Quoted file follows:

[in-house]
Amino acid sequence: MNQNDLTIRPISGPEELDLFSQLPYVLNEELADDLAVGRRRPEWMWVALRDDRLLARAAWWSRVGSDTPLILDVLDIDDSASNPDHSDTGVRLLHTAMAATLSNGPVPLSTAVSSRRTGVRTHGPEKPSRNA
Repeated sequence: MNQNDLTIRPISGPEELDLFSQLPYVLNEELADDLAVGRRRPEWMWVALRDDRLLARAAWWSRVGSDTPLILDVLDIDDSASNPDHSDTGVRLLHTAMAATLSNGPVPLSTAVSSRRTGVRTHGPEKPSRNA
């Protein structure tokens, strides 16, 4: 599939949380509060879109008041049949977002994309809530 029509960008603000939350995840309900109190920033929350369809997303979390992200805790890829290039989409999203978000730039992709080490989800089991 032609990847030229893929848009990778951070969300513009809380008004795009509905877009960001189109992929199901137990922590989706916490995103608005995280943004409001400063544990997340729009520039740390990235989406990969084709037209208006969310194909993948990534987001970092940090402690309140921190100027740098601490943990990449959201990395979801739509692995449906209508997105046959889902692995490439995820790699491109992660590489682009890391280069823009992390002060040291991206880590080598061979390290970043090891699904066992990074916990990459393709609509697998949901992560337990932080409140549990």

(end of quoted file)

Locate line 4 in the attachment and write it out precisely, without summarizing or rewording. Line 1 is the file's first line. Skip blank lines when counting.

């Protein structure tokens, strides 16, 4: 599939949380509060879109008041049949977002994309809530 029509960008603000939350995840309900109190920033929350369809997303979390992200805790890829290039989409999203978000730039992709080490989800089991 032609990847030229893929848009990778951070969300513009809380008004795009509905877009960001189109992929199901137990922590989706916490995103608005995280943004409001400063544990997340729009520039740390990235989406990969084709037209208006969310194909993948990534987001970092940090402690309140921190100027740098601490943990990449959201990395979801739509692995449906209508997105046959889902692995490439995820790699491109992660590489682009890391280069823009992390002060040291991206880590080598061979390290970043090891699904066992990074916990990459393709609509697998949901992560337990932080409140549990």